As it turned out, our last weekend in Ecuador was full of wildlife. After spending a couple of days relaxing and watching the surfers in Ayampe, we headed about 12 minutes north to Puerto Lopez. When we arrived, we booked a whale watching/ Isla de Plata tour. After the boat ride out to the island, we spent a couple of hours hobbling (just me, I guess) along on a loop trail, observing Blue-Footed Boobies and Red Frigate birds. Blue-Footed Boobies are silly birds. Unafraid of humans, they stand their ground, cock their heads, and tap their flipper-like feet, making them look quite similar to humans to trying to walk in snorkeling flippers. And Red Frigate birds have a peculiarly large, red air sack on the outside of their throat that they inflate and deflate.

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After the hobble-around, got back on the boat, ate some sandwiches, and jumped back off the boat (ignoring that rule about not swimming after you eat) for a short snorkeling session off the coast of Isla de Plata.

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This picture cracks me up...because of my ankle injury in Cuenca, I opted for a life jacket while snorkeling. I spent the time bobbing around and trying now and them to swim vigorously using only my arms...you can see here that my legs are just dead weight :)

This picture cracks me up…because of my ankle injury in Cuenca, I opted for a life jacket while snorkeling. I spent the time bobbing around and trying now and then to swim vigorously using only my arms…you can see here that my legs are just dead weight 🙂

After we all climbed back up onto the boat- and doctored Alex’s coral-scraped arm- we were awarded with the spectacle that I had been looking forward to all day: the humpback whales! As our boat buzzed along, we spotted some splashing off in the distance. Then, we got really lucky. One whale breached again and again right next to our boat, probably 25-30 times. He swam along next to us, jumping and twisting and waving…just generally putting on a show for us 🙂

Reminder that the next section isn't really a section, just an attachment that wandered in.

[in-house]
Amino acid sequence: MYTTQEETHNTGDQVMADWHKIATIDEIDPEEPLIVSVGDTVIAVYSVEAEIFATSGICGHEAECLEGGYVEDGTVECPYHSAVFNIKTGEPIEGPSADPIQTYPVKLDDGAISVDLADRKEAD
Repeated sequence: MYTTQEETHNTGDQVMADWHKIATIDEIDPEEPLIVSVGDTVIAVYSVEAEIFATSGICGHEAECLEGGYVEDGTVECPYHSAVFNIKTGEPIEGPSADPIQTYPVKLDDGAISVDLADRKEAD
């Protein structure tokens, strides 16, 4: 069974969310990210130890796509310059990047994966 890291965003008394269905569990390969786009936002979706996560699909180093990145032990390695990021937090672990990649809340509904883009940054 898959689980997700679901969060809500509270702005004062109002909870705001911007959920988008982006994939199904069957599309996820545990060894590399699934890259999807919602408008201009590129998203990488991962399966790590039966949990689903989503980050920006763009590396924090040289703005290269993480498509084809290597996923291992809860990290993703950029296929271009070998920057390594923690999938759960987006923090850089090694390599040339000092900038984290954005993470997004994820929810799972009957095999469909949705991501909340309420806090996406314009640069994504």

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Humpbacks make me happy!

Humpbacks make me happy!

Puerto Lopez Bay

Puerto Lopez Bay

Having drinks on the beach and taking in our first (and last) good ocean sunset in Ecuador before catching an overnight bus to Quito.

Having drinks on the beach and taking in our first (and last) good ocean sunset in Ecuador before catching an overnight bus to Quito.

My first-ever train ride: Nariz del Diablo in Alausi, Ecuador

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Being 25 years old and not having ridden a train ever before in my life, it had gotten to the point where I really felt like I needed to choose an epic track to go clacking down in a train car for the first time.

The Nariz del Diablo train route drops 1,995 feet in the span of 1o kilometers. To reach the bottom of a valley, the train traverses a series of switchbacks in which it has to go forward down the first switchback, change tracks, and go backward down the next.

I knew this was the epic track I was looking for!

The town of Alausi, Ecuador is small, clean, and quiet. And it’s clear that the reason people come here is for the train ride.